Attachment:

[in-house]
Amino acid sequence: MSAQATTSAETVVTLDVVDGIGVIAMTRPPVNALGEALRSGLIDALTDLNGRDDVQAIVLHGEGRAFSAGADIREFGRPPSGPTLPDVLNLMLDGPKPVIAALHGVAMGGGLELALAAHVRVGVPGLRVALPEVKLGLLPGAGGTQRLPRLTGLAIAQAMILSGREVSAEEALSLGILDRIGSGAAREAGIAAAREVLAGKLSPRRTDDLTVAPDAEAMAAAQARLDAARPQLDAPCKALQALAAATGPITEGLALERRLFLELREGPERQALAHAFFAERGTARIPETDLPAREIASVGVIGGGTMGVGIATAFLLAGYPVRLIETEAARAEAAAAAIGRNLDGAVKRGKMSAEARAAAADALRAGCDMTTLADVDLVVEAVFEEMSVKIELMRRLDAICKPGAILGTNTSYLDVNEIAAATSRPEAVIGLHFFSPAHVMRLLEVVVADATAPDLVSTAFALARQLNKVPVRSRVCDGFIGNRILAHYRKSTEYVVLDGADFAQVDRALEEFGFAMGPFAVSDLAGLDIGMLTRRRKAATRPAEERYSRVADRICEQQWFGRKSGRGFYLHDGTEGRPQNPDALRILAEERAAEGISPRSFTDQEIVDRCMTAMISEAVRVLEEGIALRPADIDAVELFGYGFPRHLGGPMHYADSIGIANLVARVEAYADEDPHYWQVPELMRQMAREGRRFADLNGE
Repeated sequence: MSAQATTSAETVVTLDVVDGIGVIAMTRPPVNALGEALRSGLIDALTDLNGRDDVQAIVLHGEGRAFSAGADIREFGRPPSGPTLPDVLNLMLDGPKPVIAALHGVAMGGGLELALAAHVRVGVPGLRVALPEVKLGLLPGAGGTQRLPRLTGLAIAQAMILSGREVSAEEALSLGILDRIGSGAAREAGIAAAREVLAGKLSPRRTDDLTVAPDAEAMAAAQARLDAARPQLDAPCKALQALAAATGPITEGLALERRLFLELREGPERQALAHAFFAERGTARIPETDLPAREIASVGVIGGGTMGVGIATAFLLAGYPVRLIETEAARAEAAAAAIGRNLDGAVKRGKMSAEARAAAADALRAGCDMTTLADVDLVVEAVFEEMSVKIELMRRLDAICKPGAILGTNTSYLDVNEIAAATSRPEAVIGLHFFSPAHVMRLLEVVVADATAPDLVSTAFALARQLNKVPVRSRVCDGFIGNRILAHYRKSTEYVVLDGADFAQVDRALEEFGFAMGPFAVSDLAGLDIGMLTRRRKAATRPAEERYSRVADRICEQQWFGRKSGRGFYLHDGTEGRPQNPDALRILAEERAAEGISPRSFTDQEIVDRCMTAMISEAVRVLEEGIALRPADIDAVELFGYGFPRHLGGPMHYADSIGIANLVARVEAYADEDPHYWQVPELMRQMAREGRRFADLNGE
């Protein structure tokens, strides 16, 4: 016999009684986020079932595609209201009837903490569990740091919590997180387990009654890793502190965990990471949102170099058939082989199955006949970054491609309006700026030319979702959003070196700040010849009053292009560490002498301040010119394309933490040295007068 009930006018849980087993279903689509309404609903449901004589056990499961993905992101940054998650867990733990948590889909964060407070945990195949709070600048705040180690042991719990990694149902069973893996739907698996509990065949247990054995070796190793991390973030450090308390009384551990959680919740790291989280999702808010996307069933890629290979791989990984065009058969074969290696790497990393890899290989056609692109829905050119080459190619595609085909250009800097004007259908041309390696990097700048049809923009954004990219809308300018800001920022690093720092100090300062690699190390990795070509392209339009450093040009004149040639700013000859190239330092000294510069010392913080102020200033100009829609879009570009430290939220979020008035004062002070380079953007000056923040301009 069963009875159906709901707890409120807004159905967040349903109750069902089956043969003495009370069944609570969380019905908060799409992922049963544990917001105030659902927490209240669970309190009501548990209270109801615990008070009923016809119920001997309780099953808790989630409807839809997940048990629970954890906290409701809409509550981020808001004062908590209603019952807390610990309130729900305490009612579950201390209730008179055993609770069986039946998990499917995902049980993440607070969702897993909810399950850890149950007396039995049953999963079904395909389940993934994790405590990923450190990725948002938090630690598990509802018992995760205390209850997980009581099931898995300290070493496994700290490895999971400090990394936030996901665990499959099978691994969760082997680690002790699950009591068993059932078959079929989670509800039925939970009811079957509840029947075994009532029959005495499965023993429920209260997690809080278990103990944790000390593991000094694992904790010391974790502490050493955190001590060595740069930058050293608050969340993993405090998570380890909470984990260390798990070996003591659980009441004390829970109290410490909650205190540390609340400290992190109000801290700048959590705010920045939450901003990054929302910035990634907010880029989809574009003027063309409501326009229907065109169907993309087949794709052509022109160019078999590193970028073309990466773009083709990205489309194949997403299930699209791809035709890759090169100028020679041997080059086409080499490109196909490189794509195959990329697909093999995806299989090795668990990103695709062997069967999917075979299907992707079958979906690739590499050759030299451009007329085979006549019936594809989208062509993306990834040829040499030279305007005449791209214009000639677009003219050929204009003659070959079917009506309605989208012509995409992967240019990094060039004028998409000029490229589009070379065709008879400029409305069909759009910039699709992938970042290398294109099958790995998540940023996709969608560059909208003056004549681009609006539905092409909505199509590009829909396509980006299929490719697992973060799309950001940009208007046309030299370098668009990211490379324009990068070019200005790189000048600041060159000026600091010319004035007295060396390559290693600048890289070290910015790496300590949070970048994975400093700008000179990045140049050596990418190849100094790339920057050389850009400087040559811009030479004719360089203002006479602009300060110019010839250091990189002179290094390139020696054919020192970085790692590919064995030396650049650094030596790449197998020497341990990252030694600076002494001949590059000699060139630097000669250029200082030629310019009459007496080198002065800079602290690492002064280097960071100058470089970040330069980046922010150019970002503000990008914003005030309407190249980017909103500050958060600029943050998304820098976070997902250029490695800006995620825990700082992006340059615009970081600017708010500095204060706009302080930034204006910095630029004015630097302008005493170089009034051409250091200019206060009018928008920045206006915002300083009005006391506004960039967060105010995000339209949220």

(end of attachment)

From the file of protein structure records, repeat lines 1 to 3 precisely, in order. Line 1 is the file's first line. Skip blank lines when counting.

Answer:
[in-house]
Amino acid sequence: MSAQATTSAETVVTLDVVDGIGVIAMTRPPVNALGEALRSGLIDALTDLNGRDDVQAIVLHGEGRAFSAGADIREFGRPPSGPTLPDVLNLMLDGPKPVIAALHGVAMGGGLELALAAHVRVGVPGLRVALPEVKLGLLPGAGGTQRLPRLTGLAIAQAMILSGREVSAEEALSLGILDRIGSGAAREAGIAAAREVLAGKLSPRRTDDLTVAPDAEAMAAAQARLDAARPQLDAPCKALQALAAATGPITEGLALERRLFLELREGPERQALAHAFFAERGTARIPETDLPAREIASVGVIGGGTMGVGIATAFLLAGYPVRLIETEAARAEAAAAAIGRNLDGAVKRGKMSAEARAAAADALRAGCDMTTLADVDLVVEAVFEEMSVKIELMRRLDAICKPGAILGTNTSYLDVNEIAAATSRPEAVIGLHFFSPAHVMRLLEVVVADATAPDLVSTAFALARQLNKVPVRSRVCDGFIGNRILAHYRKSTEYVVLDGADFAQVDRALEEFGFAMGPFAVSDLAGLDIGMLTRRRKAATRPAEERYSRVADRICEQQWFGRKSGRGFYLHDGTEGRPQNPDALRILAEERAAEGISPRSFTDQEIVDRCMTAMISEAVRVLEEGIALRPADIDAVELFGYGFPRHLGGPMHYADSIGIANLVARVEAYADEDPHYWQVPELMRQMAREGRRFADLNGE
Repeated sequence: MSAQATTSAETVVTLDVVDGIGVIAMTRPPVNALGEALRSGLIDALTDLNGRDDVQAIVLHGEGRAFSAGADIREFGRPPSGPTLPDVLNLMLDGPKPVIAALHGVAMGGGLELALAAHVRVGVPGLRVALPEVKLGLLPGAGGTQRLPRLTGLAIAQAMILSGREVSAEEALSLGILDRIGSGAAREAGIAAAREVLAGKLSPRRTDDLTVAPDAEAMAAAQARLDAARPQLDAPCKALQALAAATGPITEGLALERRLFLELREGPERQALAHAFFAERGTARIPETDLPAREIASVGVIGGGTMGVGIATAFLLAGYPVRLIETEAARAEAAAAAIGRNLDGAVKRGKMSAEARAAAADALRAGCDMTTLADVDLVVEAVFEEMSVKIELMRRLDAICKPGAILGTNTSYLDVNEIAAATSRPEAVIGLHFFSPAHVMRLLEVVVADATAPDLVSTAFALARQLNKVPVRSRVCDGFIGNRILAHYRKSTEYVVLDGADFAQVDRALEEFGFAMGPFAVSDLAGLDIGMLTRRRKAATRPAEERYSRVADRICEQQWFGRKSGRGFYLHDGTEGRPQNPDALRILAEERAAEGISPRSFTDQEIVDRCMTAMISEAVRVLEEGIALRPADIDAVELFGYGFPRHLGGPMHYADSIGIANLVARVEAYADEDPHYWQVPELMRQMAREGRRFADLNGE